presents the first solo exhibition in Belgium by Lebanese-born, Beirut-based artist Akram Zaatari (b.1966). Zaatari showed one of the most celebrated works at last year's Venice Biennale, Letter to a Refusing Pilot, and brings this film installation to WIELS, together with three works that revolve around a letter, or the writing of a letter.
The title of the exhibition refers to Zaatari's cinematic essay from 2003, the similarly titled This Day. Ten years later, with the war in Syria escalating and unsolvable Israeli-Palestinian conflict, he uses the work as a prism through which to bring the past and the present into focus. Zaatari's work is a meditation upon images, their meaning and function, and the ways in which they circulate.
Closely linked with the practice of archiving and opening up a collection, he has developed a very personal montage style, open and documentary with subjective voice-overs or text overlays. Zaatari thus gives a voice to the people portrayed and the photographers, and juxtaposes these subjective documents with the great historical developments and conflicts of the age. Zaatari profiles himself as one of the people spearheading the renewal of documentary filmmaking and photography, and more specifically as a lucid observer of images from the emotionally laden Middle East, a region that has long been divided and scarred by war. Providing evidence to counter Western stereotypes of the Arabs, their culture and nature is a driving force for both Zaatari and the Arab Image Foundation, of which he is a co-founder. Writing a letter is simultaneously both proof and testimony: a personal reaction to events, and the registration of what takes place. In the exhibition, during the excavation of The Letter for a Time of Peace (2007), we encounter the voice of a resistance actor from war in Southern Lebanon. Letter to a Refusing Pilot is an evocative, poetic narrative dedicated to the former Israeli pilot who refused to bomb the school in the city of Zaatari's birth.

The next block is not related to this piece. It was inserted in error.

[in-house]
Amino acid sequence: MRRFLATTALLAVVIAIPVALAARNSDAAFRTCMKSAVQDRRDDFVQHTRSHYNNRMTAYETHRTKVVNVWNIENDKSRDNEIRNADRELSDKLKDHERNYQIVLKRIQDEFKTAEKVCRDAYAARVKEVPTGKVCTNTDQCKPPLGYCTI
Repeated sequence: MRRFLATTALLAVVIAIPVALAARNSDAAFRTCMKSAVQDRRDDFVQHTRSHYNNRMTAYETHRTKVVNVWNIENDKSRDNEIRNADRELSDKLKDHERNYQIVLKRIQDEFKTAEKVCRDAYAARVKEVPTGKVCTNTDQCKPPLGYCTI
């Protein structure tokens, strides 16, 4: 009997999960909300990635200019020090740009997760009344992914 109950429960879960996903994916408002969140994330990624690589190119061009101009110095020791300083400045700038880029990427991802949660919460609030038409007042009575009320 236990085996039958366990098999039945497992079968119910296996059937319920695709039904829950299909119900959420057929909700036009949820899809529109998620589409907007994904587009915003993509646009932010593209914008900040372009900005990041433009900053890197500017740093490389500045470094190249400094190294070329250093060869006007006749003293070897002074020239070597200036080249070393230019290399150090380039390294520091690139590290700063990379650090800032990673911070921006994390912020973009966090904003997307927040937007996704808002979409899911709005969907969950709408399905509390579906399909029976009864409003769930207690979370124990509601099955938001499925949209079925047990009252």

Akram Zaatari is a video artist and curator who lives and works in Beirut. Author of more than 30 videos, and video installations, Zaatari has been exploring issues pertinent to Lebanese postwar condition, particularly the mediation of territorial conflicts and wars through television, and the logic of religious and national resistance such as in his documentary "All is Well on the Border" (1997), the circulation and production of images in the context of a geographical division of the Middle East, such as in his feature length This Day (2003) and In This House (2005). Zaatari has also been exploring representations of male sexuality particularly in "crazy of you" (1997), and later in "How I love you" (2001).
Co-founder of the Arab Image Foundation (Beirut), he based his work on collecting, studying, and archiving the photographic history of the Middle East notably studying the work of Lebanese photographer Hashem el Madani, as a register of social relationships and of photographic practices. His ongoing research was the basis for a series of exhibitions and publications such as "Hashem El Madani: Studio Practices" (with Lisa Lefeuvre) "Mapping Sitting" (collaboration with Walid Raad). He has text contributions in scholarly journals such as Third Text, Bomb, Framework, Transition, and Parachute. He is a regular contributor, writing on video, in Zawaya.